Delicate plants and shrubs around the exterior of a home should be covered with sheets or plastic to prevent frost or freeze damage.  Don’t forget your animals.  Outdoor pets can freeze when the mercury dips below freezing.  Allow you pets to sleep in the garage or place a light bulb in the dog house to provide extra warmth.

There are a few things you can do to keep your home warmer in the winter.  Have the heater checked for efficiency and safety.  Change or clean the filter on your central heating system to allow better air flow.  Seal doors and windows with insulation strips and cover leaky old casement or jalousie windows by taping plastic over them.  If you have ceiling fans that reverse, turn them on low and reverse the rotation to bring the warm air at the ceiling down into the room.  Turning the thermostat down a few degrees and wearing warmer clothing will help reduce your utility bills.

Taking a minute now to make the necessary precautions for freezing temperatures will save money and aggravation when the thermometer dips below 32 degrees.

J. Matthew Scheel Broker/Owner Sundance Rental Management, Inc.


No Substitute for Experience

System - Thursday, December 1, 2016

My wife and I have been in the property management business for almost 40 years.  Throughout our careers we have heard and seen almost everything a tenant could throw at you.  Some of the tenants tricks can be costly or cause problems if not caught in time, so I thought I would share some of my experience in catching these issues.

Tenants looking for rentals that have qualifying issues, will usually try to talk directly to owners of rental property rather than go through a rental management company.  They look for owners advertising their own properties because they know owners will not be as thorough with the screening process as a professional manager.  Credit checks, eviction records, and criminal checks are not as available to individual owners as they are to professional management companies.  Beware of pushy applicants wanting to pay cash and move in immediately before there is time to check references or credit.

The application process is another area too be cautious.  Of course it is easy for a tenant to falsify information, so the application must have a statement that voids the lease if the information given is later found to be false.  Ask for 5 years of previous rental history and look for voids or inaccurate and unavailable references.  Applicants will leave unqualified roommates, pets or family members off of the application with the intent of moving them in after the lease is signed. Of course this is a violation of the lease, however, when checking references make sure to ask about pets and who lived with the applicant in the previous rental.

During the tenants occupancy damages caused by the tenant are often hidden.  Periodic inspections of the property are necessary and should be done discretely.  Tenants have rights of possession when leasing and it is unlawful under normal conditions for an owner to visit the property without the tenant’s permission.  When you call and let the tenant know that you are coming to check on the rental, they can temporarily remove an unauthorized pet or roommate, conceal certain damages, and clean up before your arrival.  Driving by from time to time and having maintenance technicians inspect for you when performing repairs can often catch a tenant off guard too reveal damages or pets.  When driving past your rental, look for extra vehicles, broken blinds and the condition of the lawn.  Unauthorized cars can mean extra people living in the unit.  Broken blinds are often caused by pets and if a tenant is not taking care of the outside they most likely aren’t maintaining the inside.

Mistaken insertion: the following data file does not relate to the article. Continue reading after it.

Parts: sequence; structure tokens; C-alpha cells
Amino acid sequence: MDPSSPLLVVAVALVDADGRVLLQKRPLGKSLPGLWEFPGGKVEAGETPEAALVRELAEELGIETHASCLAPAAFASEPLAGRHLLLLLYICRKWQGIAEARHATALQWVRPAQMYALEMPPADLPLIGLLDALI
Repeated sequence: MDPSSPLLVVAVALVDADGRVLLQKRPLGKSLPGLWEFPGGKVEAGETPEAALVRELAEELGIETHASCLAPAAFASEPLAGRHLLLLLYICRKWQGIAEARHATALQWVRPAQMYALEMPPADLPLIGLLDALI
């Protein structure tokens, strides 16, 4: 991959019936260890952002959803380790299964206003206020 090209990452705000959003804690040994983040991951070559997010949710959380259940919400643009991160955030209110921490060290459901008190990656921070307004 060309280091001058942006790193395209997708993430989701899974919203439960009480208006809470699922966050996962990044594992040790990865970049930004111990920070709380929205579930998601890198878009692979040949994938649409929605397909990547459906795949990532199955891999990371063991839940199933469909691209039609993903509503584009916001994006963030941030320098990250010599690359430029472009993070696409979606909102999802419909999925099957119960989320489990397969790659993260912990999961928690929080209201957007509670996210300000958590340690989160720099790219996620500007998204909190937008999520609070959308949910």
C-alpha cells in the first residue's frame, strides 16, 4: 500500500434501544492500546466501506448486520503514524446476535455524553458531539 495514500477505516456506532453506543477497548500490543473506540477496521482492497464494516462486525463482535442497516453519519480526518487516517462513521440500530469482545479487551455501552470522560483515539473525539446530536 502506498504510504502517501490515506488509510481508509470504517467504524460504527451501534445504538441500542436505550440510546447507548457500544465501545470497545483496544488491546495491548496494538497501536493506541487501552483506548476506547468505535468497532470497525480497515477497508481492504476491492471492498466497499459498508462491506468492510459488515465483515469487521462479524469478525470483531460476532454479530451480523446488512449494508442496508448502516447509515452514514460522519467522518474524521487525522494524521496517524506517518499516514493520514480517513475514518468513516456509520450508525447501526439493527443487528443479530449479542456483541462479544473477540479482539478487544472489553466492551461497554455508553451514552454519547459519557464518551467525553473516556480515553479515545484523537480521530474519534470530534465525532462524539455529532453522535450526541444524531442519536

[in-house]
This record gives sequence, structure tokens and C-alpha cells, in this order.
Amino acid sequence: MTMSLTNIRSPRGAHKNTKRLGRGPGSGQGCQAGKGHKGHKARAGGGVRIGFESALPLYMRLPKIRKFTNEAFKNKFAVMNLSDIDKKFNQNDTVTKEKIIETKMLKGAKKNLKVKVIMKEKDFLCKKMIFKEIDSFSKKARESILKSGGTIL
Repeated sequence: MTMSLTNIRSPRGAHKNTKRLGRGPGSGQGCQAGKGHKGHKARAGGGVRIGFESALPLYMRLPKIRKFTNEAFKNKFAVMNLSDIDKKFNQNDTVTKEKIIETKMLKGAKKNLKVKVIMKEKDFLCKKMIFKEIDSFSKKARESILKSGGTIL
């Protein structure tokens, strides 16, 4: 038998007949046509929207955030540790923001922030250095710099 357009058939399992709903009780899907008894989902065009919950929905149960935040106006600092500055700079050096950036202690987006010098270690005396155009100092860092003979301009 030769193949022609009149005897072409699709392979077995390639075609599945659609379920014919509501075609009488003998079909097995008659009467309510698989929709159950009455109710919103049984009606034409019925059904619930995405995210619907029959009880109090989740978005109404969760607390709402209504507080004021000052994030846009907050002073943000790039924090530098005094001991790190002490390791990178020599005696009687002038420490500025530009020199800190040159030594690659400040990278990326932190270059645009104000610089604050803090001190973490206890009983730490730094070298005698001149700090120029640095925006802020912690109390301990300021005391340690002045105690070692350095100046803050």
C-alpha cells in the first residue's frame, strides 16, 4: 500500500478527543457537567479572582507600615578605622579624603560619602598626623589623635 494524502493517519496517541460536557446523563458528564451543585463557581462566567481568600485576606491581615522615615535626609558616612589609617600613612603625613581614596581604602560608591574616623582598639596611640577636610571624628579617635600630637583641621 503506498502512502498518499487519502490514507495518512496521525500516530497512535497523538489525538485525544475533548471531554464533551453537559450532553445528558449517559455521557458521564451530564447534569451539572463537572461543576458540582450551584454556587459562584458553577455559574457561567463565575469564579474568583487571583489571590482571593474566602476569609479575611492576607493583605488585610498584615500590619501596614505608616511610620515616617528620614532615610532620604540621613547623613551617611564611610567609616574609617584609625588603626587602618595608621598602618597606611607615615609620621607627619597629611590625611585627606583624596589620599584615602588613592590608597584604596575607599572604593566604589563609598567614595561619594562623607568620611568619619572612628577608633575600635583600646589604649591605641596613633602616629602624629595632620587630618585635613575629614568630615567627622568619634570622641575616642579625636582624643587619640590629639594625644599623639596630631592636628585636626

When a tenant moves at the end of the lease make sure the power and water are left on until the final inspection has been completed.  Tenants will turn off the utilities to hide damages.  Make sure too test disposals, dishwashers, plumbing and sprinkler systems.  Dark rooms can make it hard to see damaged walls and flooring.  If there has been a pet, it is a good idea to hold the distribution of the deposit for at least 10 days to allow time for hatching fleas and disguised odors to show up.

An experienced property manager will qualify a prospective applicant and prevent dishonest tenants from taking possession of your rental.  Their experience with maintenance, Landlord/Tenant Statues and financial issues are also valuable to the protection of your rental investment. 

J. Matthew Scheel
Sundance Rental Management, Inc.

Property Management Technology

System - Sunday, October 2, 2016
Property Management Blog

Our company is a member of the National Association of Residential Property Managers (NARPM).  As members, our company and managers are able to keep current with industry technology and new management products by attending conventions, educational seminars, and the NARPM monthly magazine “Residential Resource”.  After almost forty years in this business, it’s not always easy to teach old dogs new tricks, but we are always amazed at the advances in new technology and software available to Professional Property Managers.